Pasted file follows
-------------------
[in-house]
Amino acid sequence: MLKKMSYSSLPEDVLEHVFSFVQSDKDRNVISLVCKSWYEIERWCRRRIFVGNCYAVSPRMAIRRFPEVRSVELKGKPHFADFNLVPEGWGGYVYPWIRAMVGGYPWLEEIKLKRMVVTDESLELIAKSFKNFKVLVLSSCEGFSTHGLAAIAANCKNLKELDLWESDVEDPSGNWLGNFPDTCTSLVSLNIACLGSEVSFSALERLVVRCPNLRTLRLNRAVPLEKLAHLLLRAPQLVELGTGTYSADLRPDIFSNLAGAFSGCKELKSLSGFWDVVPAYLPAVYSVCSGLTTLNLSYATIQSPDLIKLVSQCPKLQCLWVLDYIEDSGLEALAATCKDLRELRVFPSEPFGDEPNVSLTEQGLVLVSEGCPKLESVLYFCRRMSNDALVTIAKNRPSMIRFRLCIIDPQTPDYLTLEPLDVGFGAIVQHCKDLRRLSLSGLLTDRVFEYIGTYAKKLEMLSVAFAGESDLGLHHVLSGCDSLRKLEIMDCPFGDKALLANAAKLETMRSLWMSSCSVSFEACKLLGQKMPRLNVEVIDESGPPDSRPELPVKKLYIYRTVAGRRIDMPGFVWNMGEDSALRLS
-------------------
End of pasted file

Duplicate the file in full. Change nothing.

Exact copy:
[in-house]
Amino acid sequence: MLKKMSYSSLPEDVLEHVFSFVQSDKDRNVISLVCKSWYEIERWCRRRIFVGNCYAVSPRMAIRRFPEVRSVELKGKPHFADFNLVPEGWGGYVYPWIRAMVGGYPWLEEIKLKRMVVTDESLELIAKSFKNFKVLVLSSCEGFSTHGLAAIAANCKNLKELDLWESDVEDPSGNWLGNFPDTCTSLVSLNIACLGSEVSFSALERLVVRCPNLRTLRLNRAVPLEKLAHLLLRAPQLVELGTGTYSADLRPDIFSNLAGAFSGCKELKSLSGFWDVVPAYLPAVYSVCSGLTTLNLSYATIQSPDLIKLVSQCPKLQCLWVLDYIEDSGLEALAATCKDLRELRVFPSEPFGDEPNVSLTEQGLVLVSEGCPKLESVLYFCRRMSNDALVTIAKNRPSMIRFRLCIIDPQTPDYLTLEPLDVGFGAIVQHCKDLRRLSLSGLLTDRVFEYIGTYAKKLEMLSVAFAGESDLGLHHVLSGCDSLRKLEIMDCPFGDKALLANAAKLETMRSLWMSSCSVSFEACKLLGQKMPRLNVEVIDESGPPDSRPELPVKKLYIYRTVAGRRIDMPGFVWNMGEDSALRLS